Employees sometimes complain about undesired or harassing conduct that does not rise to a level that creates a hostile work environment in violation of Title VII. A recent federal court case in the District of Wyoming reveals how to take steps to avoid liability and how to defend against such allegations if an employee files a claim.

Hostile Work Environment Claim

As we all know, employees tend to use the phrase “hostile work environment” pretty loosely.  But a true hostile work environment claim generally consists of conduct that is so severe or pervasive that it alters the terms or conditions of the individual’s employment. It also must be unwelcome conduct that is based on an employee’s protected characteristic, such as sex, religion or national origin.

On the other hand, conduct that is merely insensitive, tasteless or vulgar may not give rise to a hostile work environment claim. According to the Tenth Circuit Court of Appeals (whose cases apply to Colorado, Utah, Wyoming, Kansas, New Mexico, and Oklahoma), “Title VII’s mandate is not to ensure workplace harmony or create a finishing school.”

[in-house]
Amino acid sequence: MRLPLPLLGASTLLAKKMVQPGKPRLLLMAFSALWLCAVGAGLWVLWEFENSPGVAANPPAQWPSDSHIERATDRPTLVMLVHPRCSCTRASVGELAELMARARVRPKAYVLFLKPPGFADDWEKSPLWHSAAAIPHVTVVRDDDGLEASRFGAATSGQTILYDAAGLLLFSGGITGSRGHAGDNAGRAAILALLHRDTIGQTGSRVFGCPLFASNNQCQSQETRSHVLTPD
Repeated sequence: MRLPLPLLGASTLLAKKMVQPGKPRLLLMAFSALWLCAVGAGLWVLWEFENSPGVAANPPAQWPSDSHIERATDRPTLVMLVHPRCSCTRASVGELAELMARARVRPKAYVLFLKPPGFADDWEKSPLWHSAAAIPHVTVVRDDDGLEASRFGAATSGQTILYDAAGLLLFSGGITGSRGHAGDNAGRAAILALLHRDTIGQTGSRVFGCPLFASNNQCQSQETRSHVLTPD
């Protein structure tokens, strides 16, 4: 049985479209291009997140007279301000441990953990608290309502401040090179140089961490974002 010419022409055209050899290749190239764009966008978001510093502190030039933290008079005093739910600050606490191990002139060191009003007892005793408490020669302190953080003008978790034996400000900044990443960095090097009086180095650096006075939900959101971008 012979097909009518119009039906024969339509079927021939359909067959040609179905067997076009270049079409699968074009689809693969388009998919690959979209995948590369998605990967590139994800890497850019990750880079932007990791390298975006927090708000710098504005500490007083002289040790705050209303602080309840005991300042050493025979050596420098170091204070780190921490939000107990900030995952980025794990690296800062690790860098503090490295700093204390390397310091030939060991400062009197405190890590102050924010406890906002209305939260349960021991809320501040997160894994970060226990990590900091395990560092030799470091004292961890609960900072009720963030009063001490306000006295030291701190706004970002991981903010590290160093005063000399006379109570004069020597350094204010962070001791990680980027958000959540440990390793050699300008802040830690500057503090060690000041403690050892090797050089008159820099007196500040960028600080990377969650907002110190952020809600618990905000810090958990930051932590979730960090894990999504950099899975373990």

Whether conduct is severe or pervasive enough to support a hostile work environment claim depends on many factors, such as the frequency of the discriminatory conduct, how severe the conduct is, whether it is physically threatening or humiliating versus a mere offensive utterance, and the extent to which it unreasonably interferes with an employee’s work performance.

In a recent case in federal court in Wyoming, Carolin Miller, an administrative assistant for the Union Pacific Railroad Steam Locomotive Shop in Cheyenne, alleged that her supervisor, Edgar Dickens, sexually harassed her by:

  • forcing into a seat next to Miller at a group dinner and forcefully pushing his legs against the side of Miller’s legs;
  • complimenting Miller on a costume she wore to a group event and asking if he could adjust her cap, and then adjusting it;
  • telling Miller that “the most unattractive woman could be wearing the same style cap and it would be a major turn on for him;”
  • lingering to get his things when Miller asked Dickens to leave so she could change her clothes;
  • texting Miller on her private phone to ask if she wanted to go to dinner with him alone (she declined);
  • texting Miller to ask if she would join him at the train to keep him company (she declined);